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The cost of Amy Cheong’s remarks

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The rapid decision by the National Trades Union Congress (NTUC) to fire Amy Cheong after she posted inappropriate comments on her personal Facebook page should act as a wake-up call to all Singaporean employees, social media commentators say.

Cheong, NTUC’s assistant director of membership, was sacked yesterday after her vulgarity-laden comments against the Singaporean Malay community went viral.

The posts, made on Sunday night, lashed out at the noise-levels and duration of Malay weddings and mocked ceremonies held at void decks.

“If u cant afford a proper wedding then u shouldn’t be getting married,” she wrote.

She took down her comments and posted an apology on Facebook and Twitter a few hours later, and clarified the remarks were not those of her employer. However, the initial comments had already gone viral, and several online petitions were set up calling for her resignation.

The incident has highlighted the viral nature of comments on social media, and reiterates the importance of managing the social media activities of employees.

“Like it or not, senior level employees are brand ambassadors and we should be careful on how we carry ourselves,” Prakash Somosundram, social media director for Yolk, told Human Resources.

“As for corporate policies, I believe every organisation should include within their employee booklet a social media policy and have annual reminders on proper social media etiquettes.”

NTUC’s Secretary-General, Lim Swee Say, issued a statement saying the organisation “will not accept and has zero tolerance towards any words used or actions taken by our staff that are racially offensive”.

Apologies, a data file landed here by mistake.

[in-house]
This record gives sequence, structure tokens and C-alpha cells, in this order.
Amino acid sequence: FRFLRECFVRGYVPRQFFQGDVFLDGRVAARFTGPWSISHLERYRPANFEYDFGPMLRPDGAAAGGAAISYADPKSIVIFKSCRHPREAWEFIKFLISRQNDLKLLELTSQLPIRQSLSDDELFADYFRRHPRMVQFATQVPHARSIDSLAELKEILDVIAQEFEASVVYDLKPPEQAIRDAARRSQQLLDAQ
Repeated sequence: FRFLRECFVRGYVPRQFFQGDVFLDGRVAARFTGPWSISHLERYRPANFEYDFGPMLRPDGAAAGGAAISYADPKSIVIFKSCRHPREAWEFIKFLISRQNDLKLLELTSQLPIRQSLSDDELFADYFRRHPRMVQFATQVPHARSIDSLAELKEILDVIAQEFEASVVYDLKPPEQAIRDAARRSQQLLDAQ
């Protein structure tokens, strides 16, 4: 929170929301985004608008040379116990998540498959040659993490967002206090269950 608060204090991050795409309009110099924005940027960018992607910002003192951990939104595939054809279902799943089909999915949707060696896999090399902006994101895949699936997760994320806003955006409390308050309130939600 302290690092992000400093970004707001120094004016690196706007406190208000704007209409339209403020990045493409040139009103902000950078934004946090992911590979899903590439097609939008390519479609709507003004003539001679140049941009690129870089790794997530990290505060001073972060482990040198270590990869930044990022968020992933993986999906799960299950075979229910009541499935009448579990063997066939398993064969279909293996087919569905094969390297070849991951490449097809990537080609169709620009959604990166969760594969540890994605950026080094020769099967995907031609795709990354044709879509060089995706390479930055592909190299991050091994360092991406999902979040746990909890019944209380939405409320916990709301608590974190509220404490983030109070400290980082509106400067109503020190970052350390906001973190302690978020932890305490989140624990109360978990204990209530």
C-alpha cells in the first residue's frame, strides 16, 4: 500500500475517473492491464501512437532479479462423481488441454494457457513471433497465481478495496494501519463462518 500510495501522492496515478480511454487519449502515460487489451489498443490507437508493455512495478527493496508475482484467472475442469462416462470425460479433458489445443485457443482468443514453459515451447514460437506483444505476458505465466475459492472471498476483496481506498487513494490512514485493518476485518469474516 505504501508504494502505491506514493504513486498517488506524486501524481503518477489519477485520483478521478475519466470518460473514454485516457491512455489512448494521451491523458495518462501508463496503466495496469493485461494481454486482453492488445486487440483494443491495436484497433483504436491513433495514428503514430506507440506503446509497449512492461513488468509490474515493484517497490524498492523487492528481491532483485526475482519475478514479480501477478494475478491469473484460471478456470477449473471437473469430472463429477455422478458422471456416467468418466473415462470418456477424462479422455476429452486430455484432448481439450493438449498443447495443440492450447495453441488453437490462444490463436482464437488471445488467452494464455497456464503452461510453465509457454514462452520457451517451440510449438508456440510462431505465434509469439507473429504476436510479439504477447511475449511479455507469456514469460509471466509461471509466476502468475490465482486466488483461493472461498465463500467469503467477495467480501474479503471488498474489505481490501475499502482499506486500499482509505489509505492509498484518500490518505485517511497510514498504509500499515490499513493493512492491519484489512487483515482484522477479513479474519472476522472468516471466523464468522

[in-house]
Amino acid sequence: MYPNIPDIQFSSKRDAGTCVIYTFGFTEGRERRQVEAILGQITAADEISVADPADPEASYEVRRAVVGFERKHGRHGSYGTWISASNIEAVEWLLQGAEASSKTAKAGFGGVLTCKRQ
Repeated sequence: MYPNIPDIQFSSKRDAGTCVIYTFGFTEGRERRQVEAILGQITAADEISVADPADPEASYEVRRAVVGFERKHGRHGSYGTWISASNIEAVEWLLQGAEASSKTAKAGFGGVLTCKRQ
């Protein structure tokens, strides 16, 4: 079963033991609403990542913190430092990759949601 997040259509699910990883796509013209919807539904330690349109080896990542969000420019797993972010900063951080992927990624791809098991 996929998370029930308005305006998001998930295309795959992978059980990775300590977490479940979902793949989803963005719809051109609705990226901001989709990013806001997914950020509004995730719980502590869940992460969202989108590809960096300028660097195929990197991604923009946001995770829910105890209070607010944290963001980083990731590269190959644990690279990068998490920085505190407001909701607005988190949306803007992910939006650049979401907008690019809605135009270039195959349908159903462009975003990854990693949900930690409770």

In a statement released to Human Resources, NTUC said it has “a policy on communication in our terms and condition of employment which states ‘all staff shall observe proper decorum in their communication to the external public at large and to all forms of media’.”

It added an internal investigation was conducted to ascertain all the facts before the decision was made to fire Cheong.

Damien Cummings, regional marketing director for digital and social media at Samsung Asia, said after an organisation implements a policy they have a responsibility to “train employees in what’s expected of them, their rights and their responsibilities, both at work and in personal time”.

Somosundram said how people represent themselves online is their own prerogative, however if “personal comments [bring] harm and disrepute, then disciplinary action is definitely required”.

He added Cheong had inadvertently involved her employers in this incident, as her place of work and title were clearly stated on her personal Facebook page.

Cummings said it is important for employees to remember comments made online – even on a private or personal page – are still public.

“Comments can be copied, pasted and spread easily over the internet. And the worst thing for someone when it goes wrong is that it never, ever goes away. It will be there forever, easily searchable on Google or Bing,” Cummings said.

“Issues like the Amy Cheong incident could happen to one of your employees or to your brand. The consequences of getting it wrong can be damaging and long lasting if you get it wrong,” he said.

Cheong has since issued an apology for her comments, saying they were made in “bad judgement” and that she did “not mean to distress the Malay community with my comments”.

“I was just upset with the noise. I truly do not mean to be judgmental or critical. I am truly sorry,” Cheong wrote.



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